Website Copying and Offline Browsing with HTTrack

In the “Reconnaissance” portion of The Basics of Hacking and Penetration Testing, Engebretson discusses various methods of collecting data about the target of a penetration test.  If stealth is one of your objectives, then you want to use as many passive (and as few active) reconnaissance methods as possible.  Enter HTTrack, which allows you to make a page-by-page copy of a website that you can then browse offline.

The copied website will be identical to the real one, but will exist only on your local machine (meaning fewer opportunities to be tracked or detected).  This allows you to through the website as long or as often as you want without tipping off company’s server.

You might also want to archive a site, or browse with a slow internet connection–HTTrack is good for those use cases as well.

Sounds good.  How do I get HTTrack?

If you are running Kali Linux, then HTTrack comes pre-installed.

If you’re running another version of Linux, then you can type apt-get install httrack.

If you’re running another OS (Windows, Mac, etc.), you can find installation packages on the downloads page of HTTrack’s website.

Site-copying example using HTTrack

First, please read HTTrack’s guide on what to do and more importantly, what not to do, so as not to abuse bandwidth or violate copyright laws.  It would be wise to only use HTTrack on websites that you have permission to do so.

You can use httrack as a one-line command (with command-line arguments), or you can work through their interactive prompt-based guide.  To start, type:


You will see a message welcoming you (for help options, type httrack --help).  You’ll be asked to enter a project name:

Enter project name: Blog Example

Base path is where the program will store the copied website.  Hitting return or enter will use the default location of `/root/websites/`.

Base path (return=/root/websites/): [hit return or enter a new location]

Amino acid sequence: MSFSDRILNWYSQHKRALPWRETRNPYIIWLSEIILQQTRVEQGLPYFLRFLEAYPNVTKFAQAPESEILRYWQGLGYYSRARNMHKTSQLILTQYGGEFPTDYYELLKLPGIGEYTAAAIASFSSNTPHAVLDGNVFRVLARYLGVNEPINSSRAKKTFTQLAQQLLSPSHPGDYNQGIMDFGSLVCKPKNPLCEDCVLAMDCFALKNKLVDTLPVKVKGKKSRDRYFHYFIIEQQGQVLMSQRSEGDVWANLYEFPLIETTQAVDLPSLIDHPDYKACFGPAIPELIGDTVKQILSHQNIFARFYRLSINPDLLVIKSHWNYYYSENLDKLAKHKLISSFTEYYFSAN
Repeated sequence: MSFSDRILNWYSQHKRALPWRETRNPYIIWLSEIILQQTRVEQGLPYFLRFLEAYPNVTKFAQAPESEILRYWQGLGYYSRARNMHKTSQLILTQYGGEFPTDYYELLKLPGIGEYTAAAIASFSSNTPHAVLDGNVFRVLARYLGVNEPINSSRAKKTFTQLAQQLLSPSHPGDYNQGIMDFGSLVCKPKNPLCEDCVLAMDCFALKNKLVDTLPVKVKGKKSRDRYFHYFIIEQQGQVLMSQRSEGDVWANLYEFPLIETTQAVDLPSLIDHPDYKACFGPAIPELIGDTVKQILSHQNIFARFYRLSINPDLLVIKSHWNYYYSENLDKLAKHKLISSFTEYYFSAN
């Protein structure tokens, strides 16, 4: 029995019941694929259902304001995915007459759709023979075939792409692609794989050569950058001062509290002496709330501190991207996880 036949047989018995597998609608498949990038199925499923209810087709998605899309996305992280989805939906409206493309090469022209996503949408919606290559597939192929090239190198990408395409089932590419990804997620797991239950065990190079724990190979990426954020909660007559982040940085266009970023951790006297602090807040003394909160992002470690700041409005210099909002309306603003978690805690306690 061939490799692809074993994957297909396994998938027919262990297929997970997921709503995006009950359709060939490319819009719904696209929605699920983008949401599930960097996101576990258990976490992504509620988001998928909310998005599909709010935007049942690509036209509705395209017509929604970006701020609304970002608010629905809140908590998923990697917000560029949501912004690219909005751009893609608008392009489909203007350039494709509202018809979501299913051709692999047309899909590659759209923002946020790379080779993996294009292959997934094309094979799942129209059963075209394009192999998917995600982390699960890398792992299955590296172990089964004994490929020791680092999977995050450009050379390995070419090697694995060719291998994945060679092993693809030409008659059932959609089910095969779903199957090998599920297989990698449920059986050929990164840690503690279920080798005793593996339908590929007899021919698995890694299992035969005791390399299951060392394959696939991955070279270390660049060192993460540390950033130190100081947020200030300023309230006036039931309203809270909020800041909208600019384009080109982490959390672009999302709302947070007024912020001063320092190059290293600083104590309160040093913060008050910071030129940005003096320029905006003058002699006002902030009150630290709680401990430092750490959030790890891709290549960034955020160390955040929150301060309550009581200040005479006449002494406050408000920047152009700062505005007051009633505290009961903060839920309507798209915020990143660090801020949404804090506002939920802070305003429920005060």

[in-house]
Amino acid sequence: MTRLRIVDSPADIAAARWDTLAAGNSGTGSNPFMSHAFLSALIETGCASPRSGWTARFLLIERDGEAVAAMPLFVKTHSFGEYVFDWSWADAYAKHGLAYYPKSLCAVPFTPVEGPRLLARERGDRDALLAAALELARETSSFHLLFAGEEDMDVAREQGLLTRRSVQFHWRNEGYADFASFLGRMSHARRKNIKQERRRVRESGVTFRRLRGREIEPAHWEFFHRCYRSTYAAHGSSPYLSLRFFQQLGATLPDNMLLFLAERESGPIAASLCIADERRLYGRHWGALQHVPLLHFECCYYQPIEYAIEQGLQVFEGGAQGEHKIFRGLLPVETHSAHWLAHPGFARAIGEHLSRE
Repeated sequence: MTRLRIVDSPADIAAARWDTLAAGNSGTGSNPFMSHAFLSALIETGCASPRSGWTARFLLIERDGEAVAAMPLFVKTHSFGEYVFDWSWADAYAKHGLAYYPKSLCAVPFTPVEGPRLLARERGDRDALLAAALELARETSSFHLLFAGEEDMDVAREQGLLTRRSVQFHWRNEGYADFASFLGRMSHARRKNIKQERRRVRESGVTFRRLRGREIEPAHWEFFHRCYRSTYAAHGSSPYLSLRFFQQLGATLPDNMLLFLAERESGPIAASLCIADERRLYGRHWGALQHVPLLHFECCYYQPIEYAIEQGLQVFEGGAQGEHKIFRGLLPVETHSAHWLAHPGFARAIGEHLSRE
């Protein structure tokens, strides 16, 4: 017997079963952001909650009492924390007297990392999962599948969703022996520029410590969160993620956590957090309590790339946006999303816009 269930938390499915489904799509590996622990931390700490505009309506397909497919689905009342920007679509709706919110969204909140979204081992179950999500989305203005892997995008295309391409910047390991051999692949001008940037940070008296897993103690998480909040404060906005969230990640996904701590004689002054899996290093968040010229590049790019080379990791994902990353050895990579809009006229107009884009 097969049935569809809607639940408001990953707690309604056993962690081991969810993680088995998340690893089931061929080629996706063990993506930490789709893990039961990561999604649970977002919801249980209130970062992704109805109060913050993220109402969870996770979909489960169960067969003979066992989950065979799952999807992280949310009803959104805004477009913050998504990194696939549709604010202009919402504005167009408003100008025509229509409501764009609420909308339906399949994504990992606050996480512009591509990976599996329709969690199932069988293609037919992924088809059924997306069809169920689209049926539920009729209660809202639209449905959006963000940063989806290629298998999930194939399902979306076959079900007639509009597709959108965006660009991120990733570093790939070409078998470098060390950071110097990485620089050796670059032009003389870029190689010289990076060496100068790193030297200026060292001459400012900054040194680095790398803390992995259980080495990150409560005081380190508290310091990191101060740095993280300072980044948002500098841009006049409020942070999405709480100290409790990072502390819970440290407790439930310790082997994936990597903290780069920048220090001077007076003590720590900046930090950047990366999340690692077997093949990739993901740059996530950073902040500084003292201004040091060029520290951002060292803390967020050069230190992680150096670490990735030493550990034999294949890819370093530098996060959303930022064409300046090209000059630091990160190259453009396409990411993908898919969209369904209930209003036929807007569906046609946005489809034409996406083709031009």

Next, you’ll need to enter the URL(s) you intend to copy.

Enter URLs (separated by commas or blank spaces):

You’ll then be shown a list of Actions (not including 0, to quit):

  1. Mirror Web Site(s)
  2. Mirror Web Site(s) with Wizard
  3. Just Get Files Indicated
  4. Mirror ALL links in URLs (Multiple Mirror)
  5. Test Links in URLs (Bookmark Test)

You will be asked for a proxy (or hit return for no proxy).  From the user guide:

Many users use a proxy for many of their functions. This is a key component in many firewalls, but it is also commonly used for anonymizing access and for exploiting higher speed communications at a remote server.

Next,  you can define wildcards to filter out the type of results you want.  ‘+’ is for accepting links and ‘-’ is for avoiding them.

You can define wildcards, like -*.gif +www.*.com/*.zip -*img_*.zip

Lastly, you can specify additional options.  These include:

This will then spit out a one-line command line equivalent of what you’re asking for, and ask if you’re ready to being (Y/n).  Type “Y” and it will begin the mirror.

Open up the links in a browser (firefox to launch Firefox) and browser your site.  If it is not as expected, look at the hts-log.txt log in the website copy directory to debug.

A full user’s guide (man page style) can be found here.

Any gotchas?

HTTrack has a few weak spots.  Other users have reported that it struggles with PHP-style links.  Additionally, HTTrack’s FAQ describes  some known cases that won’t work:

As always, be careful about what you have permission to do.  Happy copying!